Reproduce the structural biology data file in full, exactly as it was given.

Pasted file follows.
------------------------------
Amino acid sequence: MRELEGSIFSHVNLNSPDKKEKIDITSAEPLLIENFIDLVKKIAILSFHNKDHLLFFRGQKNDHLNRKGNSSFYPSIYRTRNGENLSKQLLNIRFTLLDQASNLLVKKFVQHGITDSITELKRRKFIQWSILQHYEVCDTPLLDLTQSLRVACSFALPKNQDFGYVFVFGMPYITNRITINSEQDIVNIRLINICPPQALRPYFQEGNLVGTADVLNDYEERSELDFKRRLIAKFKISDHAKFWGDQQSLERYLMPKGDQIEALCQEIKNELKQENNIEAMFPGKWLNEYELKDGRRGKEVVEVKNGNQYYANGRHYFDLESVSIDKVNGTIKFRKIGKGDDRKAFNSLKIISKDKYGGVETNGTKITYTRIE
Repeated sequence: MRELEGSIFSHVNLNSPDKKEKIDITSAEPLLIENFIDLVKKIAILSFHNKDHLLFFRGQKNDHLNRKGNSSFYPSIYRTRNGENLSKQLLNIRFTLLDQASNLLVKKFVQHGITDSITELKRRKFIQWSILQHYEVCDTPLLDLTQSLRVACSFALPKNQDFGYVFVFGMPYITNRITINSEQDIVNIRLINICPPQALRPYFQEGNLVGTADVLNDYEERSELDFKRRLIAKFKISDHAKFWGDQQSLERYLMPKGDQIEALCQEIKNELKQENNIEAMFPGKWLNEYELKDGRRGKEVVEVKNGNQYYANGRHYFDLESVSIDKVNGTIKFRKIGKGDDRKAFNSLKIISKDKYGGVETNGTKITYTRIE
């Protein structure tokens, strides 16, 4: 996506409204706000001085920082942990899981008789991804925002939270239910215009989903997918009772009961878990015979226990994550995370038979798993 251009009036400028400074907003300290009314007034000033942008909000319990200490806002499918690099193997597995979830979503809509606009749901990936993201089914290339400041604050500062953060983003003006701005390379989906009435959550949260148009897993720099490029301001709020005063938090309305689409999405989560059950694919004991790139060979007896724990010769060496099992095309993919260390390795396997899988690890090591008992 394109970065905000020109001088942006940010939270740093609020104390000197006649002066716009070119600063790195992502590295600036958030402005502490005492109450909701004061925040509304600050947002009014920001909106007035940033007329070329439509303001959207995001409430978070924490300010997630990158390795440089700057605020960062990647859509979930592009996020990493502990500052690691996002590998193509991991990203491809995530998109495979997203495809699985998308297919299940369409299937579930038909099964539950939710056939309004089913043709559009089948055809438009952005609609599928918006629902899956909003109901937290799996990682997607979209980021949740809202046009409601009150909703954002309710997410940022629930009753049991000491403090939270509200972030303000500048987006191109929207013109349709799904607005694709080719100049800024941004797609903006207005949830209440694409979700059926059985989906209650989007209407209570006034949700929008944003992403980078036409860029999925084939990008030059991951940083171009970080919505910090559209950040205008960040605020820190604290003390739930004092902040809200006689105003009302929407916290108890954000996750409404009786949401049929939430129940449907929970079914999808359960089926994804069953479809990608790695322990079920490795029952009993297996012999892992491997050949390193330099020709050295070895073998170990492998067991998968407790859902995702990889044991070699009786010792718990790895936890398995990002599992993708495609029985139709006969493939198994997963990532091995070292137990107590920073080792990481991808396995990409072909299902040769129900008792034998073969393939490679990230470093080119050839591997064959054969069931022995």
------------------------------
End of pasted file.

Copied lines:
Amino acid sequence: MRELEGSIFSHVNLNSPDKKEKIDITSAEPLLIENFIDLVKKIAILSFHNKDHLLFFRGQKNDHLNRKGNSSFYPSIYRTRNGENLSKQLLNIRFTLLDQASNLLVKKFVQHGITDSITELKRRKFIQWSILQHYEVCDTPLLDLTQSLRVACSFALPKNQDFGYVFVFGMPYITNRITINSEQDIVNIRLINICPPQALRPYFQEGNLVGTADVLNDYEERSELDFKRRLIAKFKISDHAKFWGDQQSLERYLMPKGDQIEALCQEIKNELKQENNIEAMFPGKWLNEYELKDGRRGKEVVEVKNGNQYYANGRHYFDLESVSIDKVNGTIKFRKIGKGDDRKAFNSLKIISKDKYGGVETNGTKITYTRIE
Repeated sequence: MRELEGSIFSHVNLNSPDKKEKIDITSAEPLLIENFIDLVKKIAILSFHNKDHLLFFRGQKNDHLNRKGNSSFYPSIYRTRNGENLSKQLLNIRFTLLDQASNLLVKKFVQHGITDSITELKRRKFIQWSILQHYEVCDTPLLDLTQSLRVACSFALPKNQDFGYVFVFGMPYITNRITINSEQDIVNIRLINICPPQALRPYFQEGNLVGTADVLNDYEERSELDFKRRLIAKFKISDHAKFWGDQQSLERYLMPKGDQIEALCQEIKNELKQENNIEAMFPGKWLNEYELKDGRRGKEVVEVKNGNQYYANGRHYFDLESVSIDKVNGTIKFRKIGKGDDRKAFNSLKIISKDKYGGVETNGTKITYTRIE
């Protein structure tokens, strides 16, 4: 996506409204706000001085920082942990899981008789991804925002939270239910215009989903997918009772009961878990015979226990994550995370038979798993 251009009036400028400074907003300290009314007034000033942008909000319990200490806002499918690099193997597995979830979503809509606009749901990936993201089914290339400041604050500062953060983003003006701005390379989906009435959550949260148009897993720099490029301001709020005063938090309305689409999405989560059950694919004991790139060979007896724990010769060496099992095309993919260390390795396997899988690890090591008992 394109970065905000020109001088942006940010939270740093609020104390000197006649002066716009070119600063790195992502590295600036958030402005502490005492109450909701004061925040509304600050947002009014920001909106007035940033007329070329439509303001959207995001409430978070924490300010997630990158390795440089700057605020960062990647859509979930592009996020990493502990500052690691996002590998193509991991990203491809995530998109495979997203495809699985998308297919299940369409299937579930038909099964539950939710056939309004089913043709559009089948055809438009952005609609599928918006629902899956909003109901937290799996990682997607979209980021949740809202046009409601009150909703954002309710997410940022629930009753049991000491403090939270509200972030303000500048987006191109929207013109349709799904607005694709080719100049800024941004797609903006207005949830209440694409979700059926059985989906209650989007209407209570006034949700929008944003992403980078036409860029999925084939990008030059991951940083171009970080919505910090559209950040205008960040605020820190604290003390739930004092902040809200006689105003009302929407916290108890954000996750409404009786949401049929939430129940449907929970079914999808359960089926994804069953479809990608790695322990079920490795029952009993297996012999892992491997050949390193330099020709050295070895073998170990492998067991998968407790859902995702990889044991070699009786010792718990790895936890398995990002599992993708495609029985139709006969493939198994997963990532091995070292137990107590920073080792990481991808396995990409072909299902040769129900008792034998073969393939490679990230470093080119050839591997064959054969069931022995």